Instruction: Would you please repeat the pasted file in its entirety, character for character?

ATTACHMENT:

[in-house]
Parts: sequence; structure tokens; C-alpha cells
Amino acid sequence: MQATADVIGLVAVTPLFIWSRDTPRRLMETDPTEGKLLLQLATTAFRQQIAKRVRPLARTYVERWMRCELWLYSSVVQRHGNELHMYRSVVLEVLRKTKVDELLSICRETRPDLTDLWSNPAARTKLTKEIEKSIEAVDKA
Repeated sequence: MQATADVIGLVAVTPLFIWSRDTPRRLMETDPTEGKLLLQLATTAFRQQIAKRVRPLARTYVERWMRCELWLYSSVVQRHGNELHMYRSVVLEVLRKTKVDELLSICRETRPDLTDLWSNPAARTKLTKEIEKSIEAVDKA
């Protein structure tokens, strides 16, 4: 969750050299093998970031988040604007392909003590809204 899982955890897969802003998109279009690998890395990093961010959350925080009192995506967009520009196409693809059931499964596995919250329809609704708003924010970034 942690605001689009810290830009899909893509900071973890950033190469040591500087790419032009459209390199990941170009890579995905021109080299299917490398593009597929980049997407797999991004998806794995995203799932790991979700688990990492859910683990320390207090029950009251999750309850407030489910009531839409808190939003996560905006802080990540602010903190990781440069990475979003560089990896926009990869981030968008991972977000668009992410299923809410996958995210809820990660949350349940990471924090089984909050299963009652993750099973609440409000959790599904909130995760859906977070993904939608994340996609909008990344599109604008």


[in-house]
Parts: sequence; structure tokens; C-alpha cells
Amino acid sequence: MQATADVIGLVAVTPLFIWSRDTPRRLMETDPTEGKLLLQLATTAFRQQIAKRVRPLARTYVERWMRCELWLYSSVVQRHGNELHMYRSVVLEVLRKTKVDELLSICRETRPDLTDLWSNPAARTKLTKEIEKSIEAVDKA
Repeated sequence: MQATADVIGLVAVTPLFIWSRDTPRRLMETDPTEGKLLLQLATTAFRQQIAKRVRPLARTYVERWMRCELWLYSSVVQRHGNELHMYRSVVLEVLRKTKVDELLSICRETRPDLTDLWSNPAARTKLTKEIEKSIEAVDKA
């Protein structure tokens, strides 16, 4: 969750050299093998970031988040604007392909003590809204 899982955890897969802003998109279009690998890395990093961010959350925080009192995506967009520009196409693809059931499964596995919250329809609704708003924010970034 942690605001689009810290830009899909893509900071973890950033190469040591500087790419032009459209390199990941170009890579995905021109080299299917490398593009597929980049997407797999991004998806794995995203799932790991979700688990990492859910683990320390207090029950009251999750309850407030489910009531839409808190939003996560905006802080990540602010903190990781440069990475979003560089990896926009990869981030968008991972977000668009992410299923809410996958995210809820990660949350349940990471924090089984909050299963009652993750099973609440409000959790599904909130995760859906977070993904939608994340996609909008990344599109604008």